A Hard Pill to Swallow

There is ample evidence that Soviet and German representatives had met in Stockholm for serious talks. Hitler saw Stalin’s opening as a sign of weakness. Understanding the tension between the Soviets and the Americans and British, he didn’t believe in 1943 that they could mount an invasion. Since Stalin himself had doubts, Hitler drove a hard bargain, demanding that Germany retain the land it had already won, particularly Ukraine. The talks broke down, though contacts seem to have continued.

Had the Allies not invaded Normandy in 1944, it is reasonable to assume that Stalin, whose troops were still fighting far inside their own country, would have accepted the deal with Hitler, since he likely could not continue fighting without a western front or at the very least could not regain the territory on his own. Churchill, it should be noted, was never enthusiastic about the invasion, either because he feared the resulting losses would be the end of the British army or because he wouldn’t have minded if the German-Soviet war continued so the Allies could intervene at the last minute, while nibbling at Greece. Either way, Roosevelt rejected Churchill’s view, sensing that the Soviets would make peace without an Allied invasion.

Thus, the invasion was launched in June before the campaign season was lost. Had the Americans and British not seized the opportunity to invade at that time, or had the campaign failed, they would have had to wait until the following spring to mount an invasion. And by then, the Soviets may well have been forced to make peace, giving the Germans a far denser defense along the French coast that would almost certainly have made an invasion impossible. Alternatively, the Allies could have tried to attack Germany through Italy or the Balkans – through the Alps. But with the Soviets out of the war, the Germans would have gained a massive advantage. A German-Soviet truce would have been hard for the Soviets to swallow, but if D-Day had failed and if the Allies couldn’t mount another operation for another year, Stalin may not have had any other choice. He couldn’t win the war on his own.

The Americans would have had the atomic bomb within a year, and I don’t doubt they would have used it while the war raged. But if there was peace in the east, and little fighting in the west, would the U.S. really nuke Berlin or Munich and then try to occupy Germany? I don’t believe it would, but I could be wrong.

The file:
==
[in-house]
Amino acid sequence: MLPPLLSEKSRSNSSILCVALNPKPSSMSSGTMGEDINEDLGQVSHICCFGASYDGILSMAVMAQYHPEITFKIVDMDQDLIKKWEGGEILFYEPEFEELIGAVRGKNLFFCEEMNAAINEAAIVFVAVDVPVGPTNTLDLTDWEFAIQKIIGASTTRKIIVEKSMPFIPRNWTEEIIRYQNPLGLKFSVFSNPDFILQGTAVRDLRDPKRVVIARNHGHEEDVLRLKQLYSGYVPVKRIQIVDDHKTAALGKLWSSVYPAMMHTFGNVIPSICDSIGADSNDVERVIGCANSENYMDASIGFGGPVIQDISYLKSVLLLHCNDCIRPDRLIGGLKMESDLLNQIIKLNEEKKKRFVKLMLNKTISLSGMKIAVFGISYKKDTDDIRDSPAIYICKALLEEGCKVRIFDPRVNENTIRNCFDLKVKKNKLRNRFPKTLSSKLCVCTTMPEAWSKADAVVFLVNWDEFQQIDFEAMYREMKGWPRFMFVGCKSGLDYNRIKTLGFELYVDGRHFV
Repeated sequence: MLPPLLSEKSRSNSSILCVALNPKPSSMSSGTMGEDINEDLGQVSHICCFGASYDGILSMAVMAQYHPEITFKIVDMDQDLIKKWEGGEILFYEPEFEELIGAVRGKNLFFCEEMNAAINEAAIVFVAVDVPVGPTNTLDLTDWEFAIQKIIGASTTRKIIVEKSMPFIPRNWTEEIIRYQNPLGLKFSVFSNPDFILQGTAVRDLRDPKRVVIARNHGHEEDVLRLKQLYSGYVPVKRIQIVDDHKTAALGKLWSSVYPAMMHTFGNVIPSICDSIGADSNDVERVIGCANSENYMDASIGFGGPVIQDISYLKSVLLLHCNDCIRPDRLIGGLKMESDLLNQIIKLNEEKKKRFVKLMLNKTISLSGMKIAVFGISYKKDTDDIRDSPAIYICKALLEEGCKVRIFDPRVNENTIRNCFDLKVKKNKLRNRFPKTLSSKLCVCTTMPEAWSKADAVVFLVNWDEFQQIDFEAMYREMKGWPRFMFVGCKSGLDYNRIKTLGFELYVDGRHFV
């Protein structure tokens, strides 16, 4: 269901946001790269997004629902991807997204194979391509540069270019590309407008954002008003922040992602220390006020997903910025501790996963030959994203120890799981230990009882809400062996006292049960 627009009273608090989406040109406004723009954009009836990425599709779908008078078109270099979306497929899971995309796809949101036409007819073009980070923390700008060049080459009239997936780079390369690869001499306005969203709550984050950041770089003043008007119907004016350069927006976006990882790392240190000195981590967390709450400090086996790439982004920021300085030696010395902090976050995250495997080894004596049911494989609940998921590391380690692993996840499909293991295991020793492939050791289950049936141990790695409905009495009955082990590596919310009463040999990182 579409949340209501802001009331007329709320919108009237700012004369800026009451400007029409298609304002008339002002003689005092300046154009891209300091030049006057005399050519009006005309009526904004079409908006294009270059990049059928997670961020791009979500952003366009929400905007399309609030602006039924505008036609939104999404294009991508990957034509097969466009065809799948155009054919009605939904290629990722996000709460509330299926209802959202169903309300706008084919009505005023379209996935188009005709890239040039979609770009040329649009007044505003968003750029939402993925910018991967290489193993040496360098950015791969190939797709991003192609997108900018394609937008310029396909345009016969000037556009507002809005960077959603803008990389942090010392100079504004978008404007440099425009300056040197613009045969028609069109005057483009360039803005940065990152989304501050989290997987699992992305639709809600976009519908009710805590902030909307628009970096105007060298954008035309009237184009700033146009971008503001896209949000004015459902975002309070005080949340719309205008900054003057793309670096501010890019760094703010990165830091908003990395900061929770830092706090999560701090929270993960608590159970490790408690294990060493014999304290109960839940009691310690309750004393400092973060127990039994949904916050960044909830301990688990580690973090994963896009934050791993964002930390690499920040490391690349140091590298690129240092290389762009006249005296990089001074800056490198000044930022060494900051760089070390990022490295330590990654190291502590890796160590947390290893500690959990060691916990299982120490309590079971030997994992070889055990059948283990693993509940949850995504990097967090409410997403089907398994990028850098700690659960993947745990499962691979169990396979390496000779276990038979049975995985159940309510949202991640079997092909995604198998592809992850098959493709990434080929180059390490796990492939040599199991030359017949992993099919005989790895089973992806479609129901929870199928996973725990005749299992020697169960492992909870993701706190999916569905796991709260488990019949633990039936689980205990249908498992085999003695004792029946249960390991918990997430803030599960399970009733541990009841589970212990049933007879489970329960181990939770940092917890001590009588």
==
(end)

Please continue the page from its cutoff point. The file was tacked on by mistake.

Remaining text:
D-Day was the decisive battle of World War II not only because it unleashed the full strength of the Anglo-American forces but because it forced Hitler to fight on two fronts, easing the Soviets’ positions sufficiently for a confident advance. Had the invasion not taken place or had it failed, Stalin would likely have made peace with Hitler. Germany would have grown stronger, unless the U.S. and Britain wanted to wage war alone, which I don’t think they did. In the end, Hitler was right when he said Germany’s fate would be decided in France – on the Calvados coast in Normandy, to be exact.

George Friedman
George Friedman is an internationally recognized geopolitical forecaster and strategist on international affairs and the founder and chairman of Geopolitical Futures. Dr. Friedman is a New York Times bestselling author and his most popular book, The Next 100 Years, is kept alive by the prescience of its predictions. Other best-selling books include Flashpoints: The Emerging Crisis in Europe, The Next Decade, America’s Secret War, The Future of War and The Intelligence Edge. His books have been translated into more than 20 languages. Dr. Friedman has briefed numerous military and government organizations in the United States and overseas and appears regularly as an expert on international affairs, foreign policy and intelligence in major media. For almost 20 years before resigning in May 2015, Dr. Friedman was CEO and then chairman of Stratfor, a company he founded in 1996. Friedman received his bachelor’s degree from the City College of the City University of New York and holds a doctorate in government from Cornell University.